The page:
When it comes to writing about video games, specifically Nintendo, it's always fun, because it's a console drenched in memories and nostalgia. Going through old SNES video games, I came across so many forgotten images and sounds that brought back not only virtual worlds and cheat codes but places in my life, friends, moments, my hometown in Massachusetts. Like an image blooming on a Polaroid picture, memories illuminate. And I started to think about the times when I sat in my room, my basement, my friends' house, and I played sports games, RPGs, and racing games for hours with my buddy or my little brother. So, I decided to put together the top 5 multiplayer games for Super Nintendo. But it's not just about graphics and game play; it's an homage to buddies, to games that brought friends closer together and created a strange competitive rivalry. It's about the games that forced N64 to have four controllers.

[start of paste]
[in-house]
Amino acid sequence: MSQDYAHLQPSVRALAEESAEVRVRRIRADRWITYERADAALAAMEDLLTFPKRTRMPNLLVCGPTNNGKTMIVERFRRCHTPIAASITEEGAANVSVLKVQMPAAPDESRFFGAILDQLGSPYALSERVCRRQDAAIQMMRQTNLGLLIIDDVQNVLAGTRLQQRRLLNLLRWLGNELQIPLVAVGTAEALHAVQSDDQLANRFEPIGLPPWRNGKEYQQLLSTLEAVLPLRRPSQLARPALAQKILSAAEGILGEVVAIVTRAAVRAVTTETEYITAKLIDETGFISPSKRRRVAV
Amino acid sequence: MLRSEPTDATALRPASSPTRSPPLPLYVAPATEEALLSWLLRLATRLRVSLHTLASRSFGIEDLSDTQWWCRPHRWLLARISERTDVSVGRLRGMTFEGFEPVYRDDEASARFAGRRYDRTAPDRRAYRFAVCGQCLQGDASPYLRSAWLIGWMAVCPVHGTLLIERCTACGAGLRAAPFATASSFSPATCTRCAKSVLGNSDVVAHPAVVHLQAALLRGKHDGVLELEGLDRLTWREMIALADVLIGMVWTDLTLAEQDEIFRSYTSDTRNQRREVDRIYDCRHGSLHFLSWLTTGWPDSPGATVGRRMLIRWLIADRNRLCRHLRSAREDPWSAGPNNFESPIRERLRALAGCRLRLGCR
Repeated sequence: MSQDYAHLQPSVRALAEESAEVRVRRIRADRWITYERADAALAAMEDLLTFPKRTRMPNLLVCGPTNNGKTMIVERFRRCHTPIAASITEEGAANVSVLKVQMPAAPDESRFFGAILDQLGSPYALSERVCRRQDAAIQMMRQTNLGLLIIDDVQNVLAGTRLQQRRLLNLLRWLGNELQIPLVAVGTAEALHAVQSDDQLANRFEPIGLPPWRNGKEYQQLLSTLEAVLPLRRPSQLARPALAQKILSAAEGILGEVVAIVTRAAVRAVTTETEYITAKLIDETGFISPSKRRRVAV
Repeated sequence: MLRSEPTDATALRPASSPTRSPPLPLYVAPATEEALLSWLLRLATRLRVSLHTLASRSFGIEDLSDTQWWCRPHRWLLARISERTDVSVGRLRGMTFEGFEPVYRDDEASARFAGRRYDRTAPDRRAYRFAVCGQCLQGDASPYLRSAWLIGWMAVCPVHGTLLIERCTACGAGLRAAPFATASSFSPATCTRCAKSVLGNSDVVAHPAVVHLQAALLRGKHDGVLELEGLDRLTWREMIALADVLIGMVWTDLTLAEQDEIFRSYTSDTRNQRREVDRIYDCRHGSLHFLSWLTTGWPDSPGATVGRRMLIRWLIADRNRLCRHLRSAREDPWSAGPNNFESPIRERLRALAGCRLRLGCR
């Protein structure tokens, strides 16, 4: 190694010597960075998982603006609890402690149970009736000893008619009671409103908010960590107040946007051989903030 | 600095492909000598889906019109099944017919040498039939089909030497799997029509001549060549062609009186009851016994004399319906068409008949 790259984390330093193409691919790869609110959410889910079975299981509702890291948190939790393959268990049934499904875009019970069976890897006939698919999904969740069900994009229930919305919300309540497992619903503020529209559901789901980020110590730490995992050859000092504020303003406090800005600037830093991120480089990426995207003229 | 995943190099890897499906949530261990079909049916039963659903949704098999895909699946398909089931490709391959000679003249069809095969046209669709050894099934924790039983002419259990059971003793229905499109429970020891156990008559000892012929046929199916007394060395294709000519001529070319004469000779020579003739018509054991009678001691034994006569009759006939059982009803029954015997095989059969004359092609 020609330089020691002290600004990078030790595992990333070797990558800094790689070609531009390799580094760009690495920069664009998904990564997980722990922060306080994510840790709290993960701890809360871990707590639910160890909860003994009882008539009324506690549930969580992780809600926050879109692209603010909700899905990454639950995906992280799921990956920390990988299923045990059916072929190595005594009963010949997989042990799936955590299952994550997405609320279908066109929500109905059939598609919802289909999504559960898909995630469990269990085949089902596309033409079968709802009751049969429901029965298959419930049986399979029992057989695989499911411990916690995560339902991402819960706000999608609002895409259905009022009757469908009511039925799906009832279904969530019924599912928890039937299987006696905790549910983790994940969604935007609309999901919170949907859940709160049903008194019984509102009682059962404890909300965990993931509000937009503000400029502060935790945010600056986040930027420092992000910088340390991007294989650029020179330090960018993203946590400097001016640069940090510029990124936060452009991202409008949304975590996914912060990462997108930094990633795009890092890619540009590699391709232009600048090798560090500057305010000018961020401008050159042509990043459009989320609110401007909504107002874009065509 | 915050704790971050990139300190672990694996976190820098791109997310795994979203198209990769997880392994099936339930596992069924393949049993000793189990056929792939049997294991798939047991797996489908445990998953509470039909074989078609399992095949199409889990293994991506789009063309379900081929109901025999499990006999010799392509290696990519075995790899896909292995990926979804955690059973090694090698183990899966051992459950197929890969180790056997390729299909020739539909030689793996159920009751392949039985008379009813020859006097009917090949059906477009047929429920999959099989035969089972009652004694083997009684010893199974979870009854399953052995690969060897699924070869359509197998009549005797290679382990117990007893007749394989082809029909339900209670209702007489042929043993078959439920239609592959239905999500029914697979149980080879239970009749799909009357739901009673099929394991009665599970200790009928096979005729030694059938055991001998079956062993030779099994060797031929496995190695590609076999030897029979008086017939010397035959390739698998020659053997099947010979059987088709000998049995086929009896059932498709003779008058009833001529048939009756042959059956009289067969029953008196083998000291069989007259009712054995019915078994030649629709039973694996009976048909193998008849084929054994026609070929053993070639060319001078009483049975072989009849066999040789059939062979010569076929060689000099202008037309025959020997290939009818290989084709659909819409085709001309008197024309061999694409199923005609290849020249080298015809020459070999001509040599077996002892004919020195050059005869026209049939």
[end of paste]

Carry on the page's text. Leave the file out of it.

How can anyone ever forget Donkey Kong Country? How can anyone forget about the old monkey spinning the vitrola in the opening credits? Or how can anyone forget that the giant monkey riding a rhino and knocking the crap out of little gopher-like creatures? The game had a ton of interesting graphics, for the time, and the different colors of the sunny jungle or the dark landscape at night or the purple tint in the rain persuaded viewers that time and weather existed in a virtual world. But what made this game so cool for friends was that you could switch players in the middle of the game. It was a tag-team video game, and if someone died, then you could find the other character somewhere in the landscape knocking around in a barrel. Oh yeah, remember you could actually ride on a freaking marlin? Awesome. How could I forget about that?